- Conscious recognition of the fraud problem as the relevant unit of work, producing a project focus rather than a case-by-case focus.
- A focus on effectiveness (as opposed to outputs), with a commitment to monitoring the impact for each problem tackled.
Deliberate Focus on Early Detection
A model fraud-control strategy must stress early detection of emerging fraud problems rather than remaining in a reactive posture and waiting until the problems, much enlarged, threaten to overwhelm.
Resources must be set aside for proactive outreach and intelligence-gathering operations, and these resources must be protected from the demands of the reactive workload—otherwise proactive activities will never survive.
Here are some proactive tools:
- Establishing and maintaining a network of contacts with other insurers and law-enforcement agencies to provide early warning of fraud trends already spotted by others;
- Conducting undercover operations, such as “undercover shopping” of newly established storefront clinics (the object being to find out what kinds of services are really being provided, and to whom);
- Developing informants who can report on emerging practices within criminal networks;
- Interviewing convicted fraud perpetrators who may be willing to describe a variety of fraud methods and whom may be able to point out vulnerabilities in payment systems;
- Data mining: using a broad range of analytical tools to search for anomalous patterns
- Employing focus groups to pick the brains of patients and providers about system vulnerabilities and observed patterns of suspicious behavior;
- Educating claims processing staff (those few who retain the opportunity to examine the contents of claims) about indicators of fraud; and
- Creating “tiger teams” within the organization (whose job is to come up with creative new ways to cheat the system) as a way of testing and refining defenses.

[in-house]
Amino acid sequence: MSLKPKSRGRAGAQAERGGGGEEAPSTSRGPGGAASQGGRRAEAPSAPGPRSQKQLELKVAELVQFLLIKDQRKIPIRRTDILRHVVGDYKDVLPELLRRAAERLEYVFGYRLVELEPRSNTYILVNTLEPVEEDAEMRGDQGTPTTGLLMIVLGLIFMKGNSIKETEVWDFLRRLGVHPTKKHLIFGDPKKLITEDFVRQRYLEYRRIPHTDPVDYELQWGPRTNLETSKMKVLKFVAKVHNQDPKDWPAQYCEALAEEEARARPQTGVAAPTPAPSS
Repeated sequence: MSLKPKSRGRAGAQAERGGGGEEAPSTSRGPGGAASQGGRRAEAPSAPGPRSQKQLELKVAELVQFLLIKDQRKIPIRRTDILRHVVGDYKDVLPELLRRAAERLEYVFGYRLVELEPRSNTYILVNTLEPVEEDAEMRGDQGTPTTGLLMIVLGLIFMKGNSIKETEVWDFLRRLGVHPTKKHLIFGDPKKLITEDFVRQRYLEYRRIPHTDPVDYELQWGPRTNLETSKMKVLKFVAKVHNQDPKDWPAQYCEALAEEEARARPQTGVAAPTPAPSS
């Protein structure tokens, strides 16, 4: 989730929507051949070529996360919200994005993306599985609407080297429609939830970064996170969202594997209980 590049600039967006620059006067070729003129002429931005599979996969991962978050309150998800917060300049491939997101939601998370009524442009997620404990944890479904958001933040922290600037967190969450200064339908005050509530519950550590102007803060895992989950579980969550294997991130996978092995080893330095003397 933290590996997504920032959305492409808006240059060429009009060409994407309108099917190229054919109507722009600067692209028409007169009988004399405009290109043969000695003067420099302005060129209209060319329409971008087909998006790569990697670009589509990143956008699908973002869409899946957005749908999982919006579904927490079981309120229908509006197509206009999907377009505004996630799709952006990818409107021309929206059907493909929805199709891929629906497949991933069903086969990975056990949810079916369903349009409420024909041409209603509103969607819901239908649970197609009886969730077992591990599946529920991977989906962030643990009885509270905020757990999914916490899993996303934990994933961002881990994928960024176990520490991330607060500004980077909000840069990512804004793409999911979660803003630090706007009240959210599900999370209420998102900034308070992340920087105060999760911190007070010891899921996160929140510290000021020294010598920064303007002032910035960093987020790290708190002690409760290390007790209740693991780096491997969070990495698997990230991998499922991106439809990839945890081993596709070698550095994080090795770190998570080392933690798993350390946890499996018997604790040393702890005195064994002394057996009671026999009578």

A collection of such activities constitutes an intelligence operation that may generate cases, but not case-based. The objective is to discover emerging fraudulent practices so that the control operation can find antidotes.
Fraud-Specific Prepayment Controls
The fraud-control team must be able to operate prepayment as well as post-payment; this means they should be able to insert their own fraud-specific edits and audits into the processing system. The team should have their own resources to validate suspended claims instead of relying on medical review teams (already overburdened and focused on different issues) to do it for them; and they have to be able to design and operate their own focused reviews, randomly selecting claims within fraud-prone areas and using external validation procedures—telephone calls, visits, on-site audits—to check them out.
The fraud-control team must be able to prevent rapid, high-dollar-value fraud schemes, characterized as bust-outs; they must have the capacity to operate the types of controls (which are invariably missing) that eliminate this threat. These controls would involve, at a minimum, automatic suspension of high-dollar payments (above some arbitrary threshold) pending human review of the contributing claims; provider-level monitoring (looking for sudden accelerations in aggregate claims levels, or totals in excess of reasonable norms for that specialty); and the routine random selection of a small portion of claims for validation.